Shalom,
                    Kenneth D. Roseman, Rabbi

 
From the Rabbi - April 2014 PDF Print E-mail
Dear Friends:

You may recall that Charles Dickens began A Tale of Two Cities with these immortal words: “It was the best of times.  It was the worst of times.”  He was, of course, referring to the days immediately preceding the French Revolution, but his words could just as aptly relate to the months of Adar and Nisan in the Jewish calendar.

We begin this period in the Jewish year with Torah readings that center on our slavery in Egypt.  It was the worst of times.  But then come the best of times, as we gather to celebrate our liberation and our journey to Sinai.  We become “a kingdom of priests and a holy people” as we imbibe the intoxicating spirit of freedom.  And yet, within only a few days, our lives turn dark again, as we read of the idolatry of the Golden Calf in the Torah and relive the calamity of the modern-day Shoah and the destruction of over one-third of our people.  Could there be any worse times?  Yet, less than ten days after we have gathered to remember the victims of the Shoah and to think about human cruelty we also rejoice on Yom Ha-Atzmaut, the anniversary of the founding of the modern state of Israel.  Back to the best of times.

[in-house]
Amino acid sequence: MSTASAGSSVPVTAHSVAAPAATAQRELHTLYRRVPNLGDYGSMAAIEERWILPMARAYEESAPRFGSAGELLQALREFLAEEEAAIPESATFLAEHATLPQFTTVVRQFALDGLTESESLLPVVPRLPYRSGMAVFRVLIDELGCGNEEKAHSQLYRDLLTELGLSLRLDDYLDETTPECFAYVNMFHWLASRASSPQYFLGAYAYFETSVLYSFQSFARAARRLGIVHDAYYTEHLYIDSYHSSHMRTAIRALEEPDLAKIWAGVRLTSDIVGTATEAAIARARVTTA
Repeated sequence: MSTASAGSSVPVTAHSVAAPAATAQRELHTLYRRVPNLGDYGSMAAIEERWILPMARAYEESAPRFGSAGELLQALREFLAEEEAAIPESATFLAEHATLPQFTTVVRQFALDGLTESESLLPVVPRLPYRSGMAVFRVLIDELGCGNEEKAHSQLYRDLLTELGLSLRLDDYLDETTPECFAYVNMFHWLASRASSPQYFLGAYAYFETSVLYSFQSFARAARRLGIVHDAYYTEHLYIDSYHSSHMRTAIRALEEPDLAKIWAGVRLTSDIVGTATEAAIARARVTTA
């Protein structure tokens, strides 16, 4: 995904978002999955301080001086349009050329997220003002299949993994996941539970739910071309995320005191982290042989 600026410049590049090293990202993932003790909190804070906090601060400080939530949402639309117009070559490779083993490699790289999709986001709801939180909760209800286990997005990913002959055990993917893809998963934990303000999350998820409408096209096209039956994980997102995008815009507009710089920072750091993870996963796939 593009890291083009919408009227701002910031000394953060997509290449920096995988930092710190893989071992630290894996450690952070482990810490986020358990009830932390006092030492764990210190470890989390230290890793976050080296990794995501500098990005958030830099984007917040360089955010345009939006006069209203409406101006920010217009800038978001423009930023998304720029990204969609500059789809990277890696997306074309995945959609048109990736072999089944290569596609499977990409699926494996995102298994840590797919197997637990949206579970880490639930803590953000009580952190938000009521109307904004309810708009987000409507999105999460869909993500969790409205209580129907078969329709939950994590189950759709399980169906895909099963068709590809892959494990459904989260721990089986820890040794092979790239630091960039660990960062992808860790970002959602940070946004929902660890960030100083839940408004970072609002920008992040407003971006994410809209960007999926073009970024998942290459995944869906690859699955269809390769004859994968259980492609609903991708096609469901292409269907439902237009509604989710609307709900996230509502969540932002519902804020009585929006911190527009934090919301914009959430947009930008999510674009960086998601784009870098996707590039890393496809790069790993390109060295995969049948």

Perhaps it is our Jewish fate to fluctuate between these two poles, between exaltation and despair.  Our history imposes on us this bi-polar perspective.  For a long time, it was a common attitude to think of the extended Jewish Middle Ages (really from the destruction of the Temple in 70 CE until the emancipation of European Jewry after the French Revolution and even until the founding of the State of Israel) as a period of unrelieved sadness and oppression.  The great Jewish historian, Salo Baron, decried the “lachrymose conception of Jewish history,” thinking of the past as an unmitigated tragic narrative.  Modern scholarship has demonstrated that there has actually been an alternation between periods of success and security and periods of pogrom and persecution.